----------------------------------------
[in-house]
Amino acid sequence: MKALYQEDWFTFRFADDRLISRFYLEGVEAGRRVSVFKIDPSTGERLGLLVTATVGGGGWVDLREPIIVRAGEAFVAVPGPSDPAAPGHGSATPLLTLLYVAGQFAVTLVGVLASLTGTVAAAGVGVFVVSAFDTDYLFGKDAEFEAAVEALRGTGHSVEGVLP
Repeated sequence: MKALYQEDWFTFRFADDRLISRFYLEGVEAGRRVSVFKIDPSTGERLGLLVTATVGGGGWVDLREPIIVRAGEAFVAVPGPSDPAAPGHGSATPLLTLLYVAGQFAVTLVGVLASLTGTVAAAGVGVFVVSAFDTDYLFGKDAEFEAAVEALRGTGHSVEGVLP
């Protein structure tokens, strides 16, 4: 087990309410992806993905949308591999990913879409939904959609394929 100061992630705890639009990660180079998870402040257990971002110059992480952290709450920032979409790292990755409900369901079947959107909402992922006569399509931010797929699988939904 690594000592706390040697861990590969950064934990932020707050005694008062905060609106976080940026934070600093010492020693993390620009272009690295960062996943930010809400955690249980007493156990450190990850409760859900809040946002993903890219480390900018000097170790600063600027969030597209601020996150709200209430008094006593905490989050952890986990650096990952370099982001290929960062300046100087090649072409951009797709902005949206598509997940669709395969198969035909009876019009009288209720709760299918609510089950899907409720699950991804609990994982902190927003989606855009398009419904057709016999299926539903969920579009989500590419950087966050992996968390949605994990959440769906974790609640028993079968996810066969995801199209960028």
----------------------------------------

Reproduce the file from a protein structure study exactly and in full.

[in-house]
Amino acid sequence: MKALYQEDWFTFRFADDRLISRFYLEGVEAGRRVSVFKIDPSTGERLGLLVTATVGGGGWVDLREPIIVRAGEAFVAVPGPSDPAAPGHGSATPLLTLLYVAGQFAVTLVGVLASLTGTVAAAGVGVFVVSAFDTDYLFGKDAEFEAAVEALRGTGHSVEGVLP
Repeated sequence: MKALYQEDWFTFRFADDRLISRFYLEGVEAGRRVSVFKIDPSTGERLGLLVTATVGGGGWVDLREPIIVRAGEAFVAVPGPSDPAAPGHGSATPLLTLLYVAGQFAVTLVGVLASLTGTVAAAGVGVFVVSAFDTDYLFGKDAEFEAAVEALRGTGHSVEGVLP
């Protein structure tokens, strides 16, 4: 087990309410992806993905949308591999990913879409939904959609394929 100061992630705890639009990660180079998870402040257990971002110059992480952290709450920032979409790292990755409900369901079947959107909402992922006569399509931010797929699988939904 690594000592706390040697861990590969950064934990932020707050005694008062905060609106976080940026934070600093010492020693993390620009272009690295960062996943930010809400955690249980007493156990450190990850409760859900809040946002993903890219480390900018000097170790600063600027969030597209601020996150709200209430008094006593905490989050952890986990650096990952370099982001290929960062300046100087090649072409951009797709902005949206598509997940669709395969198969035909009876019009009288209720709760299918609510089950899907409720699950991804609990994982902190927003989606855009398009419904057709016999299926539903969920579009989500590419950087966050992996968390949605994990959440769906974790609640028993079968996810066969995801199209960028």